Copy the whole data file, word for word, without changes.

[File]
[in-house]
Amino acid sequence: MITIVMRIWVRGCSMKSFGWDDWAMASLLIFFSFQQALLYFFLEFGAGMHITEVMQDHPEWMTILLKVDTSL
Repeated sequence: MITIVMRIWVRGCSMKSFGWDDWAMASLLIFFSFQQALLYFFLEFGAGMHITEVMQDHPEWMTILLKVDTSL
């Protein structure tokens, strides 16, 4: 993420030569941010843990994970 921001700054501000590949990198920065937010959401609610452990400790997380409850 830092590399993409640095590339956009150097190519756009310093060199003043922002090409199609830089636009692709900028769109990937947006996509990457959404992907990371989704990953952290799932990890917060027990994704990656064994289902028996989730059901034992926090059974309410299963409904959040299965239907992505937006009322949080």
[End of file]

[in-house]
Amino acid sequence: MITIVMRIWVRGCSMKSFGWDDWAMASLLIFFSFQQALLYFFLEFGAGMHITEVMQDHPEWMTILLKVDTSL
Repeated sequence: MITIVMRIWVRGCSMKSFGWDDWAMASLLIFFSFQQALLYFFLEFGAGMHITEVMQDHPEWMTILLKVDTSL
């Protein structure tokens, strides 16, 4: 993420030569941010843990994970 921001700054501000590949990198920065937010959401609610452990400790997380409850 830092590399993409640095590339956009150097190519756009310093060199003043922002090409199609830089636009692709900028769109990937947006996509990457959404992907990371989704990953952290799932990890917060027990994704990656064994289902028996989730059901034992926090059974309410299963409904959040299965239907992505937006009322949080």